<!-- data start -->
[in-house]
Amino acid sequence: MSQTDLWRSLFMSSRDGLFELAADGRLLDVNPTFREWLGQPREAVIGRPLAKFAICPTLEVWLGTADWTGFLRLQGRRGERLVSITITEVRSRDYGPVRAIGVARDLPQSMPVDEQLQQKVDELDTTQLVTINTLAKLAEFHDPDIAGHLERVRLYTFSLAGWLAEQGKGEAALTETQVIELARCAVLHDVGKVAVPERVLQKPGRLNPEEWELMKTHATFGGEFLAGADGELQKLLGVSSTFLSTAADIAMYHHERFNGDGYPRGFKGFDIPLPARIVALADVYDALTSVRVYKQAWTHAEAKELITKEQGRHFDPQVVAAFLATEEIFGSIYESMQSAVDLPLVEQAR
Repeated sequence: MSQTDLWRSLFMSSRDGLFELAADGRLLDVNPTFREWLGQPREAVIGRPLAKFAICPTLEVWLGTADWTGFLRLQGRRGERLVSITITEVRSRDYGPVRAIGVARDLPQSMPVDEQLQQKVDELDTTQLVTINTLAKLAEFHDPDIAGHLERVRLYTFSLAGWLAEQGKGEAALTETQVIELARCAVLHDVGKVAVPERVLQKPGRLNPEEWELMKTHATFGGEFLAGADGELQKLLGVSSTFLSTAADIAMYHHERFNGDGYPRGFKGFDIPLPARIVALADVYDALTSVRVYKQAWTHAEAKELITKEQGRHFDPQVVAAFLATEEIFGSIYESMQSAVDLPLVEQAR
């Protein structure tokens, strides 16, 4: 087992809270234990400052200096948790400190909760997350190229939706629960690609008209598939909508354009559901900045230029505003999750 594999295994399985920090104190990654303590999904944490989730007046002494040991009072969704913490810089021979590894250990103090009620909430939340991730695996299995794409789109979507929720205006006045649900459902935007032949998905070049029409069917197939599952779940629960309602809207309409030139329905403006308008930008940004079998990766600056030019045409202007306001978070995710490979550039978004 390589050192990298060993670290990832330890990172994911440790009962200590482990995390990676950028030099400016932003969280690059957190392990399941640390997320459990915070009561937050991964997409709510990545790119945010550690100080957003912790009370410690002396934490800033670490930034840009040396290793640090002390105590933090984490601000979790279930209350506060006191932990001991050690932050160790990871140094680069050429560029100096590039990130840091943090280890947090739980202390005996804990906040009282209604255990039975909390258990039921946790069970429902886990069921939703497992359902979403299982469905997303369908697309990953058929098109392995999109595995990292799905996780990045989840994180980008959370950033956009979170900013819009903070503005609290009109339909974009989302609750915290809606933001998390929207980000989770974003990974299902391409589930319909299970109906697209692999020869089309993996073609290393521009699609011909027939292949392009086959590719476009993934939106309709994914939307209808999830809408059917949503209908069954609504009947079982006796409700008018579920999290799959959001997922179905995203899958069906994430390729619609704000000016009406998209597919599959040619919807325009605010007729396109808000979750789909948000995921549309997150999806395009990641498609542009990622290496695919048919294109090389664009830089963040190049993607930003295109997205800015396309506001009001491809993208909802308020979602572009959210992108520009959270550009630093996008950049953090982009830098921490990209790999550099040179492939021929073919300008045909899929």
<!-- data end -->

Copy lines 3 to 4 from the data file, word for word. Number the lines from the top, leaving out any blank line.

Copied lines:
Repeated sequence: MSQTDLWRSLFMSSRDGLFELAADGRLLDVNPTFREWLGQPREAVIGRPLAKFAICPTLEVWLGTADWTGFLRLQGRRGERLVSITITEVRSRDYGPVRAIGVARDLPQSMPVDEQLQQKVDELDTTQLVTINTLAKLAEFHDPDIAGHLERVRLYTFSLAGWLAEQGKGEAALTETQVIELARCAVLHDVGKVAVPERVLQKPGRLNPEEWELMKTHATFGGEFLAGADGELQKLLGVSSTFLSTAADIAMYHHERFNGDGYPRGFKGFDIPLPARIVALADVYDALTSVRVYKQAWTHAEAKELITKEQGRHFDPQVVAAFLATEEIFGSIYESMQSAVDLPLVEQAR
């Protein structure tokens, strides 16, 4: 087992809270234990400052200096948790400190909760997350190229939706629960690609008209598939909508354009559901900045230029505003999750 594999295994399985920090104190990654303590999904944490989730007046002494040991009072969704913490810089021979590894250990103090009620909430939340991730695996299995794409789109979507929720205006006045649900459902935007032949998905070049029409069917197939599952779940629960309602809207309409030139329905403006308008930008940004079998990766600056030019045409202007306001978070995710490979550039978004 390589050192990298060993670290990832330890990172994911440790009962200590482990995390990676950028030099400016932003969280690059957190392990399941640390997320459990915070009561937050991964997409709510990545790119945010550690100080957003912790009370410690002396934490800033670490930034840009040396290793640090002390105590933090984490601000979790279930209350506060006191932990001991050690932050160790990871140094680069050429560029100096590039990130840091943090280890947090739980202390005996804990906040009282209604255990039975909390258990039921946790069970429902886990069921939703497992359902979403299982469905997303369908697309990953058929098109392995999109595995990292799905996780990045989840994180980008959370950033956009979170900013819009903070503005609290009109339909974009989302609750915290809606933001998390929207980000989770974003990974299902391409589930319909299970109906697209692999020869089309993996073609290393521009699609011909027939292949392009086959590719476009993934939106309709994914939307209808999830809408059917949503209908069954609504009947079982006796409700008018579920999290799959959001997922179905995203899958069906994430390729619609704000000016009406998209597919599959040619919807325009605010007729396109808000979750789909948000995921549309997150999806395009990641498609542009990622290496695919048919294109090389664009830089963040190049993607930003295109997205800015396309506001009001491809993208909802308020979602572009959210992108520009959270550009630093996008950049953090982009830098921490990209790999550099040179492939021929073919300008045909899929």